Arutz Sheva Interview
'US Jews Shouldn't Interfere in Israeli Elections'

Prominent US Jewish figure Malcolm Hoenlein says media amplifying negative aspects of US-Israel relationship, but reality still positive.

Yoni Kempinski and Ari Soffer,

Malcolm Hoenlein
Malcolm Hoenlein
Arutz Sheva

Israeli-American relations are still going strong - even if the media doesn't portray it that way - and American Jews should not "interfere" in the Israeli elections, according to a leading American Jewish figure

Speaking to Arutz Sheva at AIPAC's 2015 Policy Conference Monday, Malcolm Hoenlein, Executive Vice Chairman of the Conference of Presidents of Major American Jewish Organizations, hailed the "record numbers" who had turned up to the annual pro-Israel extravaganza.

In all, some 16,000 participants are attending this year's AIPAC Policy Conference, setting a new record for what is already the largest pro-Israel gathering in the Diaspora.

That record attendance is a sign of how Israel remains a bipartisan issue despite the controversy over Prime Minister Netanyahu's upcoming speech at Congress today - something Hoenlein insists is "essential" for both countries.

Hoenlein added that he was confident that the Israel-US relationship was as strong as ever, and that the media was simply amplifying the negative aspects.

"There are so many things that go on on a day-to-day basis where America and Israel cooperate," he pointed out. "Unfortunately the focus is always on when there are differences."

"It is only natural" that differences will exist between states, even allies, Hoenlein said, nor was this the first time American and Israeli leaders have disagreed on key issues.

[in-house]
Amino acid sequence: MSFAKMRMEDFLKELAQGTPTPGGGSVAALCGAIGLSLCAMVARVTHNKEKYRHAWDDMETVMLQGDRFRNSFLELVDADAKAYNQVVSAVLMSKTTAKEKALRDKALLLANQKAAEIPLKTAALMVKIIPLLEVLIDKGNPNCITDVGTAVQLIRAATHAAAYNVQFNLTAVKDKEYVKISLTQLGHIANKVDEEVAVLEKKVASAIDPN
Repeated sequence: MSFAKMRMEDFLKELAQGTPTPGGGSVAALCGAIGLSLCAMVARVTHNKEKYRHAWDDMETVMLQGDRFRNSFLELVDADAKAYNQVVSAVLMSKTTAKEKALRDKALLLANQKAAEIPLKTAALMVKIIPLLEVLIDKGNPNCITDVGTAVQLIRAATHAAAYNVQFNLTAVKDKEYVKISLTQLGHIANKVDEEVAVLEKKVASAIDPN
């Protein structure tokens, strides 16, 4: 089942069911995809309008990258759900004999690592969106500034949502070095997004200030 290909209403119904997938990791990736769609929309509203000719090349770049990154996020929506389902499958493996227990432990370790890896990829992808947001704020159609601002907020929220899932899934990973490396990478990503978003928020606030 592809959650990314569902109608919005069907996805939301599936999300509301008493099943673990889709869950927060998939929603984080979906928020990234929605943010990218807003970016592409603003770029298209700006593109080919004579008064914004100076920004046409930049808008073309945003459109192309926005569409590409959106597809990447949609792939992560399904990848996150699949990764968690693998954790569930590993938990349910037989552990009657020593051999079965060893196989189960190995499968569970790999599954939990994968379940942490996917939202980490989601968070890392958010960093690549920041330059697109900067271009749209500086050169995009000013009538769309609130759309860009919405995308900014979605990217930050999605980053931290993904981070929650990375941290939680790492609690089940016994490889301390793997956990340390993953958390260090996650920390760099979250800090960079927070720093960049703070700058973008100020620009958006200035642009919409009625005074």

Now, as then, Hoenlein is confident that the "special relationship" between the countries would weather the storm. "I think we will get past this because the American people in the polls understand the threat of Iran."

"What's at stake here is not just a personal relationship."

On the topic of Iran, Hoenlein echoed concerns shared by Israeli and American leaders alike.

"I think it's a huge sakanah," he said of Iran's quest for nuclear weapons, using the Hebrew word for "danger".

"I think it's a danger for us, for our children, for our grandchildren.

"This is something we will be judged by future generations, if we fail to prevent Iran from becoming a nuclear power."

Turning to the looming Israeli general elections on March 17, Heonlein criticized US citizens attempting to sway the outcome by funding campaigns inside Israel - a possible reference to the controversial V-15 campaign seeking to install a left-wing government.

While people should be free to express their opinions, "I do not believe that American Jews should interfere. I don't believe they should give money to candidates," Hoenlein stated.

"It's damaging to democracy, it distorts democracy, and it imposes people who have no real stake in the outcome. They don't pay the price for what the governments that are elected choose to do.

"It should be the people who have to live with the consequences who should be free to elect the candidates of their choice without outside interference."




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